Microtargeting is the use by political parties and election campaigns of direct marketing datamining techniques that involve predictive market segmentation (aka cluster analysis). It is used by United States Republican and Democratic political parties and candidates to track individual voters and identify potential supporters.
They then use various means of communication -- direct mail, phone calls, home visits, television, radio, web advertising, email, text messaging, etc -- to communicate with voters, crafting messages to build support for fundraising, campaign events, volunteering, and eventually to turn them out to the polls on election day. Microtargeting's tactics rely on transmitting a tailored message to a subgroup of the electorate on the basis of unique information about that subgroup.
Democrats did not utilize microtargeting in 2004. Some news accounts credited Republican superiority in that area for victories in that election cycle. Democrats later developed microtargeting capabilities for the 2006 election cycle. "It's no secret that the other side [Republicans] figured this out a little sooner", said Josh Syrjamaki, director of the Minnesota chapter of America Votes in October 2006. "They've had four to six years' jump on us on this stuff...but we feel like we can start to catch up."
Microtargeting is a modification of a practice used by commercial direct marketers. It would not be possible on a large scale without the development of large and sophisticated databases that contain data about as many voters as possible. The database essentially tracks voter habits in the same ways that companies like Visa track consumer spending habits. The Republican National Committee's database is called Voter Vault. The Democratic National Committee effort is called VoteBuilder. Meanwhile, a parallel Democratic effort is being developed by Catalist, a $9 million initiative headed by Harold Ickes.
The databases contain specific information about a particular voter (party affiliation, frequency of voting, contributions, volunteerism, etc.) with other activities and habits available from commercial marketing vendors such as Acxiom, Dun & Bradstreet, Experian Americas, and InfoUSA. Such personal information is a "product" sold to interested companies. This data is particularly illuminating when portrayed through a GIS (Geographic Information System), where trends based on location can be mapped alongside dozens or hundreds of other variables.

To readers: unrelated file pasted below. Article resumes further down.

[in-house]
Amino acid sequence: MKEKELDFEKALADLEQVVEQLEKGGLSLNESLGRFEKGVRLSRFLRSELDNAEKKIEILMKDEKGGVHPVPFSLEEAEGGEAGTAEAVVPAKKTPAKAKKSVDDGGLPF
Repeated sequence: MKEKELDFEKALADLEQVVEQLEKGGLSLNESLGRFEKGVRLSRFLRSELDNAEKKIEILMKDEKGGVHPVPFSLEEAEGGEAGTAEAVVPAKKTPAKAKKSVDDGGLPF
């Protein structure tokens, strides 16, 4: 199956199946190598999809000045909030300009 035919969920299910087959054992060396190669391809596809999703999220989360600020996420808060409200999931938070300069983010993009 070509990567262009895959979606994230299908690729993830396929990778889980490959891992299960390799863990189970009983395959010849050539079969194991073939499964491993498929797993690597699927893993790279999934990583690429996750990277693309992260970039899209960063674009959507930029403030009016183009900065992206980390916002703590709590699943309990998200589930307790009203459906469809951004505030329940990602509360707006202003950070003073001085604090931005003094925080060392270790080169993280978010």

This geographic depiction also makes it ideal for volunteers to visit potential voters (armed with lists in hand, laid out in the shortest route - much like how FedEx and UPS pre-determine delivery routes).
These data are then mined to identify issues important to each voter and whether that voter is more likely to identify with one party or another. Political information is obviously important here, but consumer preferences can play a role as well. For example, Republicans prefer bourbon, while Democrats tend to drink gin. Individual voters are then put into groups on the basis of sophisticated computer modeling. Such groups have names like "Downscale Union Independents", "Tax and Terrorism Moderates" and "Older Suburban Newshounds."
Once a multitude of voting groups is established according to these criteria and their minute political differences, then the tailored messages can be sent via the appropriate means. While political parties and candidates once prepared a single television advertisement for general broadcast nationwide, it is now not at all uncommon to have several dozen variations on the one message, each with a unique and tailored message for that small demographic sliver of the voting public. This goes the same for radio advertisement, direct mail, email, as well as stump speeches and fundraising events.
Romney's Data Cruncher - Washington Post (Online) - July 5, 2007.
Karl Rove's Split Personality - Vanity Fair (Online) - December, 2006.
Va. Gubernatorial Hopefuls Use Data to Zero In on Voters - Washington Post (Online) - August 28, 2005.